Home > Legal Guide

What You Need to Know About Elderly Abuse

A great deal of emphasis has been placed on the neglect, abuse, and exploitation of those who cannot defend themselves, and rightly so. While we tend to focus on children as the most vulnerable to abuse, elder abuse is not uncommon and can lead to devastating consequences.

There are several different ways in which elderly abuse may be manifested:

  • Physical or sexual abuse.
  • Neglect or the lack of food, shelter, care, or protection.
  • Exploitation or taking the funds or assets of a vulnerable person by illegal means.
  • Emotional abuse or the intentional infliction of mental distress through intimidation, threats, or humiliation.
  • The complete abandonment of a person by any person given responsibility of the care of the elder.
  • The responsible person’s failure to assist or perform self-care tasks that could jeopardize the elderly person’s health.

While the above list may seem deplorable, a study made by the National Center on Elder Abuse recorded yearly incidents in the hundreds of thousands. Keep in mind that these are only the ones reported.

This can be compounded by the fact that some elderly victims of abuse lack the ability to speak due to infirmities and so cannot testify or report their abuser.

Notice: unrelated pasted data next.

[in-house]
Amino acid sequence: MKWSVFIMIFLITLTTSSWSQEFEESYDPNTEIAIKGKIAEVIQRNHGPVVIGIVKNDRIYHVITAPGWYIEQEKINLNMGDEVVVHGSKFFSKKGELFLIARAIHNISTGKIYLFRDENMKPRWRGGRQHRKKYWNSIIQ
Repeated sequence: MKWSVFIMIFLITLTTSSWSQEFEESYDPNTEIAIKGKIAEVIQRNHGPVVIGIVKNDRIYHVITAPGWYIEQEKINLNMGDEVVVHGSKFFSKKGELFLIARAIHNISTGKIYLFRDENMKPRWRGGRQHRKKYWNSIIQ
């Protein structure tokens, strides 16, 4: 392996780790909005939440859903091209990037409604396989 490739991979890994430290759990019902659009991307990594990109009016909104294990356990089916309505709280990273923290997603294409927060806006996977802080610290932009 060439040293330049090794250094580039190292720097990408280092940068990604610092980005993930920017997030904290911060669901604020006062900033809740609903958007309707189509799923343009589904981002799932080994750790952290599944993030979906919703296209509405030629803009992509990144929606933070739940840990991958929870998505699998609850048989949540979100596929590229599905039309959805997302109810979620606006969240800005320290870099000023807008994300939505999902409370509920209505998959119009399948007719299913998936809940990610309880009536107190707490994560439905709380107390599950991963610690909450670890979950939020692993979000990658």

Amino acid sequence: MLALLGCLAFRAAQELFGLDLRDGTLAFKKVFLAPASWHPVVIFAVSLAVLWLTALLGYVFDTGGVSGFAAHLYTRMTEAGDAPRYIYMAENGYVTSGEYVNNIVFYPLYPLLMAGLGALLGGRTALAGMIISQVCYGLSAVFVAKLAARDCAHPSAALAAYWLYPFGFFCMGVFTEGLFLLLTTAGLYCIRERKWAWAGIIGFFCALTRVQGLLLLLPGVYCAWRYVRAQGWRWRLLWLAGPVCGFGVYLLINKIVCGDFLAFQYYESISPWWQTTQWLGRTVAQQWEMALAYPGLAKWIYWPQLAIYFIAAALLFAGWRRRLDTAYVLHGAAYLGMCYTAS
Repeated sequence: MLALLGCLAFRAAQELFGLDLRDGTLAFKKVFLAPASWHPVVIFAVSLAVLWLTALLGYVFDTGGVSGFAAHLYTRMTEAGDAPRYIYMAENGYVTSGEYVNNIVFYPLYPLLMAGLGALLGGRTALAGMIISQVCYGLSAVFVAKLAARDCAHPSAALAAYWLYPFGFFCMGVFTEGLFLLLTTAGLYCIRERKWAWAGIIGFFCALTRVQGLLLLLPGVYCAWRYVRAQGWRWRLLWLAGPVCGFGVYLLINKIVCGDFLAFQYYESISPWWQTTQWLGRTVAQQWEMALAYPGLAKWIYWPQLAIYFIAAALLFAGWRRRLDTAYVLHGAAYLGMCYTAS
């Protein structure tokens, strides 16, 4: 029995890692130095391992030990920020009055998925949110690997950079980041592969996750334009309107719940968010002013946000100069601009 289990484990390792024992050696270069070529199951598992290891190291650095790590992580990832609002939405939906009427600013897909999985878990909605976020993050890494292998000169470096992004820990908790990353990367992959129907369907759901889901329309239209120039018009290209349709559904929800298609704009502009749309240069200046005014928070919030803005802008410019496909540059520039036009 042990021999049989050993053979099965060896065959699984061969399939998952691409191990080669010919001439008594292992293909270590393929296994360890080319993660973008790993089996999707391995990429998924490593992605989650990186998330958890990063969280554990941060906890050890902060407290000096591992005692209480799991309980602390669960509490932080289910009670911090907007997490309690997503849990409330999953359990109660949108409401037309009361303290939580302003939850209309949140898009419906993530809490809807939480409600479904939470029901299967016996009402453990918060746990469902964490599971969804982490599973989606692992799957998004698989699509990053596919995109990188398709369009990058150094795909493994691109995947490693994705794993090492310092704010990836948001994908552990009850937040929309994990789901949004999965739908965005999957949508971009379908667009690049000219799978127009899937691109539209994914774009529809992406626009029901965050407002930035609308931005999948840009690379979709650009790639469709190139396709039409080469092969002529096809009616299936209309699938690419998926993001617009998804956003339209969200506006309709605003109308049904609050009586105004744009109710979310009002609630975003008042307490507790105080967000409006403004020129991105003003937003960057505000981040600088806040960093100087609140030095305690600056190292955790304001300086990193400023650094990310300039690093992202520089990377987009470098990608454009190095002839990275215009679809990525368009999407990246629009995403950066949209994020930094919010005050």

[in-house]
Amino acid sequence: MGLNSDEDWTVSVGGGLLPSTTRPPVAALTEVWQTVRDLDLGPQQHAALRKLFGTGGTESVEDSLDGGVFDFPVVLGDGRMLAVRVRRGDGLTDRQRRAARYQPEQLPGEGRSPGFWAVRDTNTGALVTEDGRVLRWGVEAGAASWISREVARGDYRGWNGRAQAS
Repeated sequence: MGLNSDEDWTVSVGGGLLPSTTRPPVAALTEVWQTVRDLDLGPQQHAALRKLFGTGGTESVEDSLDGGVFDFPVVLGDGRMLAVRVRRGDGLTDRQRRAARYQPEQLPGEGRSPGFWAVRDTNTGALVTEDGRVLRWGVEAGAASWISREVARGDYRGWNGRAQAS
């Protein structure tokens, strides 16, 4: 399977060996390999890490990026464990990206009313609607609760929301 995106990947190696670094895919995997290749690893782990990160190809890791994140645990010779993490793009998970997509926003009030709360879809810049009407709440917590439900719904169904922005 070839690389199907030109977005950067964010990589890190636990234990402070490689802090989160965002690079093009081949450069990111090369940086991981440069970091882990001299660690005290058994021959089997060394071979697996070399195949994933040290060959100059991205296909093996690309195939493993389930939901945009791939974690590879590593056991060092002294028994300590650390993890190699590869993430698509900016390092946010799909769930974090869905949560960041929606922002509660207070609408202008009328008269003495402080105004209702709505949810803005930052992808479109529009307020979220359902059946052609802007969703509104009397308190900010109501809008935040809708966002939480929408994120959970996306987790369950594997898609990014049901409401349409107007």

Elders are also often exploited or abused financially, especially by caregivers and relatives. This may come in the form of stolen property, forged checks, stolen identity, or coercion to alter wills or contracts. Strangers may also commit fraud by targeting seniors with fake charity scams or investment opportunities.

If you think you or someone you know has become the victim of some form of elder abuse, it’s important that you seek qualified legal counsel. If you see any of the following telltale signs that may be attributed to elderly abuse, it’s important that you report it immediately:

  • Physical injuries that can appear as cuts, bruises, broken bones, or burns.
  • Uncharacteristic changes in mood or level of alertness.
  • Cessation of regular activities.
  • Sudden alterations in finances or assets.
  • Irritability that can be manifested through arguments, tense relationships, threats, or derision.
  • Neglected basic needs shown through weight loss or lack of proper hygiene.

If you or someone you know is exhibiting any of the above physical signs or behavior, first contact the Adult Protective Services agency that corresponds with the victim’s state of residence. Then, if you think you have a case, contact a qualified elder abuse lawyer for a consultation. Law surrounding physical and financial abuse of the elderly can be complicated, and it’s important to get a professional opinion before pursuing your due compensation.

comments powered by Disqus